|Publication number||US6913177 B2|
|Application number||US 10/661,255|
|Publication date||Jul 5, 2005|
|Filing date||Sep 12, 2003|
|Priority date||Sep 12, 2002|
|Also published as||DE60312787D1, DE60312787T2, EP1400325A1, EP1400325B1, US20040050225|
|Publication number||10661255, 661255, US 6913177 B2, US 6913177B2, US-B2-6913177, US6913177 B2, US6913177B2|
|Original Assignee||Bobst Sa|
|Export Citation||BiBTeX, EndNote, RefMan|
|Patent Citations (13), Referenced by (7), Classifications (14), Legal Events (3)|
|External Links: USPTO, USPTO Assignment, Espacenet|
The present invention relates to a blanking method and device in a plate elements cutting machine, for example, for cutting paper, cardboard or plastic sheets.
Manufacture of such sheets is generally executed within a production line mainly made up of a cutting station, a waste stripping station and a blanking and delivery station. Sheets are brought successively from one station to the other by a gripper bar, mounted on chain members, that seize the front side of the sheet. At each station, the chain members are stopped and each sheet is liable to a transformation constituting a new stage in the manufacturing process.
It is possible to produce, for example, packing boxes, labels and any other articles that are generally preprinted from each sheet. Developed opened during the manufacturing process, these articles are ordinarily called blanks by professionals.
These sheets are first cyclically introduced one after the other in a platen press, which will cut as many blanks as allowed by the surface capacity of the sheet. In order to avoid the sheet falling into pieces once cut up, all blanks are designed to be held together by points of attachment or small material bridges, sometimes called nicks, obtained by (non cutting) mortises realized in the cutting rules of the press tool.
Despite the planned disposition of the blanks over the surface of the sheet, it is generally not possible to avoid all production of interstitial losses. It is thus necessary to pass each of these sheets to another station, called waste stripping station, in order to withdraw all the undesired parts, by nipping between several stripping members. After this process, the sheet is then brought by a gripper bar to a blanks separating and delivering station, where these blanks are precisely unfastened from each other and are carefully piled up on a palette to form as many piles as the number of blanks of a sheet. Finally, the residual sheet, or skeleton, which includes the sheet's front side, is released by the gripper bar in an exit station.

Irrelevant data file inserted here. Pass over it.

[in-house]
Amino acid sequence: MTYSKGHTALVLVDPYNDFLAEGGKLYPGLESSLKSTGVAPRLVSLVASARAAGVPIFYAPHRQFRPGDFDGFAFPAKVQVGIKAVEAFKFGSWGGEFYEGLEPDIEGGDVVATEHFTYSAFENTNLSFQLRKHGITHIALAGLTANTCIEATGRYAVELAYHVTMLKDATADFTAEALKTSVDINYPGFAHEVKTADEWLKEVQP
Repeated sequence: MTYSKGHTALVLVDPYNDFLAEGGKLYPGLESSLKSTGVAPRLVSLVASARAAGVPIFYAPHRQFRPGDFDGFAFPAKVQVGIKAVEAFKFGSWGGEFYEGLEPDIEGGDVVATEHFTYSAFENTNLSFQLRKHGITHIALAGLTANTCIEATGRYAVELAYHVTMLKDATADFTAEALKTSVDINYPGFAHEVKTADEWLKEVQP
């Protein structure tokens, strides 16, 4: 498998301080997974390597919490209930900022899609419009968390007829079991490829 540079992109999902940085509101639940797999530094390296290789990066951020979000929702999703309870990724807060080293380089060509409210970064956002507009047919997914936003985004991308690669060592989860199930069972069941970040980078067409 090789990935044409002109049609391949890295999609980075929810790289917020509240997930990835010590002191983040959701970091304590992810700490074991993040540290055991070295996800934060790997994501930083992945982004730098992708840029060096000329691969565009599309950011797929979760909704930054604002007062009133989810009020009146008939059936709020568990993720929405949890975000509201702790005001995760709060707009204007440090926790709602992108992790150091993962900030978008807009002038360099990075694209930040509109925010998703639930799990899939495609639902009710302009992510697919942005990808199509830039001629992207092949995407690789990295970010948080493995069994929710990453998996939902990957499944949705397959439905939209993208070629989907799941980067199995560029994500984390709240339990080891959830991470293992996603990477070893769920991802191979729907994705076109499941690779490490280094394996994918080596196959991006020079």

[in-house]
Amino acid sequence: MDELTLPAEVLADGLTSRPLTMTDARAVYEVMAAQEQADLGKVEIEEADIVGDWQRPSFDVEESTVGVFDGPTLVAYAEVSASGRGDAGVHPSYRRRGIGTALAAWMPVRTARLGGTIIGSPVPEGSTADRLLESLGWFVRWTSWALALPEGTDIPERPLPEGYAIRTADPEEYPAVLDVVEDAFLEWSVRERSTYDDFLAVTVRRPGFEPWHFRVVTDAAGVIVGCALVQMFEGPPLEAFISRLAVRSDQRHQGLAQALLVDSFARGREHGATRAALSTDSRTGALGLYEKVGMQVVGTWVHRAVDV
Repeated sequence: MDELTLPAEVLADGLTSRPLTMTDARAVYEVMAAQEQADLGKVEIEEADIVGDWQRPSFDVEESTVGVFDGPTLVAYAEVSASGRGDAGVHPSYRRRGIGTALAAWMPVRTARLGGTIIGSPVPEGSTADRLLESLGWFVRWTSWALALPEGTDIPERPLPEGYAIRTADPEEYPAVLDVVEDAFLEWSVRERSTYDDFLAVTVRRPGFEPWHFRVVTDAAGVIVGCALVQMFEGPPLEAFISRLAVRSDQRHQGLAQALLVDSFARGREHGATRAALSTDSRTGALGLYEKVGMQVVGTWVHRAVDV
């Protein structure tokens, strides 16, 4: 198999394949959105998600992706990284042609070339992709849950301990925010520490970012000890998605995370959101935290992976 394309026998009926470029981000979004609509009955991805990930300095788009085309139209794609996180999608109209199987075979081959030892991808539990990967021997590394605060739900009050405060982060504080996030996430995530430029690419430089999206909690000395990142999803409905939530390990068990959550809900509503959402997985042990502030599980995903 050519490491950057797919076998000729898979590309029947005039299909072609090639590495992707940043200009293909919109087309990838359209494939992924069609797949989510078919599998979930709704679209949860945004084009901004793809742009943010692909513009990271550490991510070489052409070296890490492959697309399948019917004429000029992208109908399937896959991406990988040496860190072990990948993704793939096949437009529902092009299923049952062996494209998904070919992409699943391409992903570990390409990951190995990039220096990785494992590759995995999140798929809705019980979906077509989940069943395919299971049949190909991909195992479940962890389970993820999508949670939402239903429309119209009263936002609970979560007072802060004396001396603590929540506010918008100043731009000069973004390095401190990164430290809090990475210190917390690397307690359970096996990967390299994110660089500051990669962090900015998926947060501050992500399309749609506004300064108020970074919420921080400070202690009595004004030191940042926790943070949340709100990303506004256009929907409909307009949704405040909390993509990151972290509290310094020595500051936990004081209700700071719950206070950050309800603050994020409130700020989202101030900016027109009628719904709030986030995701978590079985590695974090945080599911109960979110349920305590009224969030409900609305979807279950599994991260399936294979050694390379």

The present invention is used in the blanks separating station of the machine.
An upper mobile tool and a lower fixed tool are generally used in a blank separating machine. The upper tool is comprised of a series of punches and the lower tool is comprised of a board having apertures located face to face with the punches. In a downwards vertical motion, the upper mobile punches press on all blanks at once and into the apertures of the lower tool, thus breaking the points of attachment that linked each blank to the remaining sheet. The separating tools have therefore to fit with the form and disposal of the blanks of each new series of sheets to be manufactured. Generally, the punches are strip aligned with regards to the cutting lines of the press, on a basis plate fixed on an upper tool rack frame of the blank separating machine. On the lower tool, there is a corresponding opening or a mesh under and opposite to each punch. The tool is made up of rods defining the meshes, or of largely perforated board.
Patents CH682651 and EP763407 provide more details of such a device that works very well for big or medium size blanks. But, when it is necessary to separate small size or small with blanks, such as strips, these blanks tend to pivot or to turn over when they are released from the sheet. As a consequence, they cannot be piled up properly and that process becomes uncertain and possibly wrong. When the surfaces of the blanks are important enough, which is generally the case in packing manufacture, these blanks naturally fall floating and piling up correctly on the palette. It is observed that the ratio between the height of fall and the blank surface is small enough to avoid the blanks turning over. But, this height of fall, which is generally around 65 mm high, can hardly be reduced due to the various size constraints, either because of the high density of mechanical pieces in the machine or because it is necessary to provide a defined space between the tools, for example in case of a jam, in order to be able to easily withdraw the damaged sheets.